Rheumatoid arthritis reportedly affects an estimated 1.5 million adults in the U.S. (DynaMed, n.d.). Incidence rate annually is 41 cases per 100,000 men and 36 per 100,000 women.

Risk factors for rheumatoid arthritis originate from:

  • Familial history
  • Genetics
  • Environmental impacts

Rheumatoid Arthritis Diagnosis

Determining the presence of rheumatoid arthritis is guided by the criteria for diagnosis from the American College of Rheumatology/European League Against Rheumatism (DynaMed, n.d.) 

Assessment findings include:

  • Synovitis in multiple joints
  • History of long-standing disease
  • Multiple periarticular erosions
  • Joint involvement
  • Abnormal autoantibody serology results
  • Elevated erythrocyte sedimentation rate
  • Changes in reactive protein results

Diagnostics strive to identify individuals with rheumatoid arthritis early for therapy and protection from erosive changes. Treatment regime is based on baseline disease activity.

The physical exam looks for:

  • Observable osteo-deformities
  • Range of motion and gait abnormalities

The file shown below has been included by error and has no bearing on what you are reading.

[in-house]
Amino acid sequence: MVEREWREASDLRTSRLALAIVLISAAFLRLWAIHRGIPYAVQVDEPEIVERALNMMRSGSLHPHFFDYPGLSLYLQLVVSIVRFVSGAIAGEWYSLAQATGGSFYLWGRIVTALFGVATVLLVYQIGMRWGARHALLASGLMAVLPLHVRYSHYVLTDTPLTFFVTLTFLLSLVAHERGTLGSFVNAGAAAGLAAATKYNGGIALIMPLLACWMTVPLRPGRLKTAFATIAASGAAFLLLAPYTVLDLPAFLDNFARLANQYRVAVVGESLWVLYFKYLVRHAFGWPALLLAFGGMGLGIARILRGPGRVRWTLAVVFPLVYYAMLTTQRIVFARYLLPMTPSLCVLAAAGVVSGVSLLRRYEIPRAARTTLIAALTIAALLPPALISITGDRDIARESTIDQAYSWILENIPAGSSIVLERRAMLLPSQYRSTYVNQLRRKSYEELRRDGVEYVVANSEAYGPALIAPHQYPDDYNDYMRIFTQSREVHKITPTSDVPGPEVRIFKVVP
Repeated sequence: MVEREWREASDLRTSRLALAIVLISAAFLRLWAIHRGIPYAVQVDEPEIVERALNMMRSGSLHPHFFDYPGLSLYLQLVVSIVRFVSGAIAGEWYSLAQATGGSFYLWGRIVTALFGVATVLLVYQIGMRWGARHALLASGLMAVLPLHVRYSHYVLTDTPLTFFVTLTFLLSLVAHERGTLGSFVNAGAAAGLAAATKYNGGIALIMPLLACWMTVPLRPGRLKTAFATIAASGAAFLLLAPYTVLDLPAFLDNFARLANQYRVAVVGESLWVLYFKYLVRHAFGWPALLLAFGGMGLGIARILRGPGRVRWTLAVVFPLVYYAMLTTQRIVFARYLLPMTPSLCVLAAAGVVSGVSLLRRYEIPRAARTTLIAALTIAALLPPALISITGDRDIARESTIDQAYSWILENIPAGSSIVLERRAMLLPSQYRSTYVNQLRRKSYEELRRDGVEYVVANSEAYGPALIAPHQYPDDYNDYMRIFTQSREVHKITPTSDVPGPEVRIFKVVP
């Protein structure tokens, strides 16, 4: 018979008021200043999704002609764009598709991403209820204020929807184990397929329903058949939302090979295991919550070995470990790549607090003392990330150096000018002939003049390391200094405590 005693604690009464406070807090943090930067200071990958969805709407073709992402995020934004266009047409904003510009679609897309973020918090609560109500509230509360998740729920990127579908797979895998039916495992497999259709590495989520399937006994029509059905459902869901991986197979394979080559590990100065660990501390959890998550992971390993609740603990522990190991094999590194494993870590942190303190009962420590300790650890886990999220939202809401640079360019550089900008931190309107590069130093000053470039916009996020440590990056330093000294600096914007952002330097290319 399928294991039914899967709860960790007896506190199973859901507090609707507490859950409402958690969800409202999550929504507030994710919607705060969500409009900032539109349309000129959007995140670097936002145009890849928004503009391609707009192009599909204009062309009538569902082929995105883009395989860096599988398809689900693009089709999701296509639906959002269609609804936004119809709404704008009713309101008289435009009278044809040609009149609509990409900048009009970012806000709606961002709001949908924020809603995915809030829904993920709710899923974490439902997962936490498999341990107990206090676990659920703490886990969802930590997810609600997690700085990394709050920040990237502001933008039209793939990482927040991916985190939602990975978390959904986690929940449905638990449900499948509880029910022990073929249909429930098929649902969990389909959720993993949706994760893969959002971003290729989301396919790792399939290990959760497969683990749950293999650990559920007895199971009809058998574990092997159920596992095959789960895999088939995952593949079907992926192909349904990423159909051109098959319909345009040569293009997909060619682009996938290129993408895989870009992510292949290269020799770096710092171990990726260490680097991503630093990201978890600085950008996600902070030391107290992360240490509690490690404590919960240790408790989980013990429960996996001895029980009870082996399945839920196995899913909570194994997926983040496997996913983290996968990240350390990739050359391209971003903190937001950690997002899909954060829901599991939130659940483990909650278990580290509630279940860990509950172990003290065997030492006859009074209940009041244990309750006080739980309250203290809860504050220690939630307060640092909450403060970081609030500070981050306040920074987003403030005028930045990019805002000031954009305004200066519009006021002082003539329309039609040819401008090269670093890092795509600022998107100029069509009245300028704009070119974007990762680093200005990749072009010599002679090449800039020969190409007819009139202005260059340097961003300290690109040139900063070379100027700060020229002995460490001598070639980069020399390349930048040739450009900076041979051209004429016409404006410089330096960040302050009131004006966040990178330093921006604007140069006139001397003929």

• Joint aspiration
  • Pain sites

Laboratory tests for rheumatoid arthritis include:

  • Rheumatoid factor
  • Cyclic citrullinated peptide antibodies
  • Erythrocyte sedimentation rate
  • C-reactive protein
  • CBC with differential
  • Metabolic panel

Imaging used to diagnose rheumatoid arthritis include:

  • Magnetic resonance imaging
  • Ultrasound
  • CT scan


Referral to a rheumatologist should be expedited. Initiation of disease-modifying antirheumatic medications, alone or in combination, should begin once diagnosis is achieved and infectious disease screening is done.

Treatment includes:

  • Conventional non-biologics (first line)
    • Methotrexate (Otrexuo™)
    • Leflunomide (Arava®)
    • Sulfasalazine (Azulfidine®)
    • Low dose corticosteroids (Deltasone®)
  • NSAIDs (Motrin®, Aleve®)
  • Tumor necrosis factor inhibitor (Enbrel®, Remicade®, Humira®)
  • Primary treatment target is clinical remission